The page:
As I was sitting at that table, opposing my strange Tinder date, his suit too wide from the shoulders and socks too short to cover legs while seated, he exclaimed: “There will be a day when all that happens in the world could be explained and predicted with physics!” referring to being able to measure the movements of every single proton on Earth. I disagreed – not in pessimism of its possibility – but in belief of its irrelevance.
To understand what makes something relevant and something irrelevant, let’s, first, explore how is life different from non-life.
What makes life different from non-life is not just cells and reproduction, but its ability to adapt to the environment. There are three general ways to adapt. The first is by changing the self, e.g. bacteria form resistance towards substances that kill their peers, we shake and get goose bumps in harsh cold, but fresh concrete expands and cracks. The second ways is by changing the environment itself. For example, we put clothes on or build a house to turn cold environment livable or warmer, and wear a space suit to survive fixing the ISS from the outside, but the Azure Window couldn’t calm the harsh sea. The third way of adaptation is leaving the environment: birds fly south in the autumn, people flee desertifying areas to find more nurturing environments for survival, but ice cannot flee the warming water.
That means it’s all not about the survival of the fittest but about the survival of the smartest – those who predict the changes of the environment with the highest possible precision the fastest have the highest chance to survive and pass on their genes to the next generation. Hence, a piece of information becomes relevant if a more or less accurate prediction could be based on it – a prediction that can help one make decisions that would define survival or demise.
Information to base predictions on cannot be too specific. Because some protons moved one way cannot explain why your parents decided to have you. Knowing that one electrical impulse leads to another is too specific to explain why you hesitated to cross the street with red light. Ten thousand protons moving in a specific pattern is not comprehensive enough to make a prediction about your future. To make a prediction relevant for survival, the scale of information should be near the scale of the prediction. If we see that some protons are moving in a certain pattern we can predict the changes in the atomic and perhaps even molecular level pretty accurately, but to say that your mother yelled at you because air and ions were moving in a certain pattern is far fetched. To try to predict that you or your partner is going to come based on the patterns of atoms’ movements is going to take so long that while you’re making the calculations to base your predictions on, you’re both finished already. If you didn’t use protection, you would make your predictions of what the next step should be not based on some calculations about protons, but larger scale: your knowledge about fertilization, hormones, and what just happened.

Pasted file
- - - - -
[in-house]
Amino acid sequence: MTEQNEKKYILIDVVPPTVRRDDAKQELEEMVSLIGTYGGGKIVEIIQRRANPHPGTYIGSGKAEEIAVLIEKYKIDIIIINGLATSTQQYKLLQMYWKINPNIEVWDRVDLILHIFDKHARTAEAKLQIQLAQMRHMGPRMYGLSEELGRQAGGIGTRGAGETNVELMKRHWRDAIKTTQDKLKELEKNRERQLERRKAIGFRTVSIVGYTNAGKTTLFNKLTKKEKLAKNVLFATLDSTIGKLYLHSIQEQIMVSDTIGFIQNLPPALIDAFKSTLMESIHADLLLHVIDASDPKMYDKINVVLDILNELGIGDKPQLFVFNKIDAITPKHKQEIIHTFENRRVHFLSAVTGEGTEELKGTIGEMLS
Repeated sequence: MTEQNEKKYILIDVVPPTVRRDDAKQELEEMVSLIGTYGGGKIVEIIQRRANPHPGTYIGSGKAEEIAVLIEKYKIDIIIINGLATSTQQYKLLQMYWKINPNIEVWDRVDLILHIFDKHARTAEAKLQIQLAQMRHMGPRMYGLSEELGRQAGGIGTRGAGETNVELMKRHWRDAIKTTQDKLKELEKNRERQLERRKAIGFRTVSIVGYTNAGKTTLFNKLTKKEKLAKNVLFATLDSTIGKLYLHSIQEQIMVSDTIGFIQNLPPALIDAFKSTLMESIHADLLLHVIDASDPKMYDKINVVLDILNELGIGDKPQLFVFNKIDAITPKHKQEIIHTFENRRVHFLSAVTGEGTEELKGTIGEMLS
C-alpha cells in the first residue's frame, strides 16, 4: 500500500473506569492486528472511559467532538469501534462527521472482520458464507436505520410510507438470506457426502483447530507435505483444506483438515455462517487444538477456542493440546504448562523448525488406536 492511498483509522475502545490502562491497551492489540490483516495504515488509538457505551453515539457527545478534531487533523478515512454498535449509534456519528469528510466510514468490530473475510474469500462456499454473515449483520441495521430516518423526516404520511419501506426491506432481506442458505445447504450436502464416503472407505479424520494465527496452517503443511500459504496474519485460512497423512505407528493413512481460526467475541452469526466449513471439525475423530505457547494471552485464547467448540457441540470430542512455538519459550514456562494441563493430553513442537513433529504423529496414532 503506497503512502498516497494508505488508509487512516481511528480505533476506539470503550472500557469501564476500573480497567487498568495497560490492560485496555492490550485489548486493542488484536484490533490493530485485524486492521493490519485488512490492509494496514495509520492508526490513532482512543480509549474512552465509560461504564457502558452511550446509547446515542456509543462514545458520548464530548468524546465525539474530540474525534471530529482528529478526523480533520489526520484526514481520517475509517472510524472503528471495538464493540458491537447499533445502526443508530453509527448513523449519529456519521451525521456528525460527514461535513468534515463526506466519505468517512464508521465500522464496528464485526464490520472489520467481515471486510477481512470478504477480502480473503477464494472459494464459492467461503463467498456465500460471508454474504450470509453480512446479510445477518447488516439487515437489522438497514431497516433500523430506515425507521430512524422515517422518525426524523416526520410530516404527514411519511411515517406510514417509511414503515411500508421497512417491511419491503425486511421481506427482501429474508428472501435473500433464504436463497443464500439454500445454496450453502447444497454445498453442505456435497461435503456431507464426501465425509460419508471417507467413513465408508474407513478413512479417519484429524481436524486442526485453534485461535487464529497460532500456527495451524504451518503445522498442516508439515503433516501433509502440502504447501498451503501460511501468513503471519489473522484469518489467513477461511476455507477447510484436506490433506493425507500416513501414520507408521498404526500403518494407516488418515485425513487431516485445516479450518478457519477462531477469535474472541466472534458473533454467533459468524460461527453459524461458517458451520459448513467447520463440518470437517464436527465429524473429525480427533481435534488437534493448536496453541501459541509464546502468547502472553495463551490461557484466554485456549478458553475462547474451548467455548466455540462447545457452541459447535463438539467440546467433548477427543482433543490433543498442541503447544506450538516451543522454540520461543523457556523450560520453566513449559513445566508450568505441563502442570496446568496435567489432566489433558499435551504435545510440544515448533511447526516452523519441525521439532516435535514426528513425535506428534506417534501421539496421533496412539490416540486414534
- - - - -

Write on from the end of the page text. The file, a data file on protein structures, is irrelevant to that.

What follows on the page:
The magnitudes should be close to understand the impact of one thing to another. The further the levels the less precise the prediction will be. Try basing predictions about macro level changes on nano level changes or vice versa. It’s like saying that you attending university will have an impact on the decisions your heads of state will make, or that growing deforestation of the rainforests to grow palm oil will have an impact on my dance moves. According to the butterfly effect theory both pairs in both examples will be somewhat affected by one another. The impact can be hypothesized, but it can never be precise enough to base a decision on it. Possible scenarios to predict: millions.
If, however, we see that a man is tense and looks angry and disgusted, with his fist clenched and his sight glued on someone, we can predict he is going to attack them. Different possible scenarios to predict: below ten. Maybe he would leave instead, but the probability that he at least tries to attack is higher than chance. The magnitudes of the notions and the predicted event are comparable, hence, the information is relevant to make a relevant prediction.
Even if it will become possible to explain and predict everything through the movement of protons and even tinier particles, I wouldn’t rush into believing that this will solve big problems and help us make vital snap judgments. The distance from real life that this concept holds is the part that diminishes its value to humankind. If, on the other hand, it will give way to new innovations, go for it! Just stop thinking that physics could explain every single thing on Earth – even if it can, the shallow implications it would make about human behavior would be irrelevant for all of us.
This is the first post of the “in Mind” series where I try to explore the world of physics through the lens of psychology.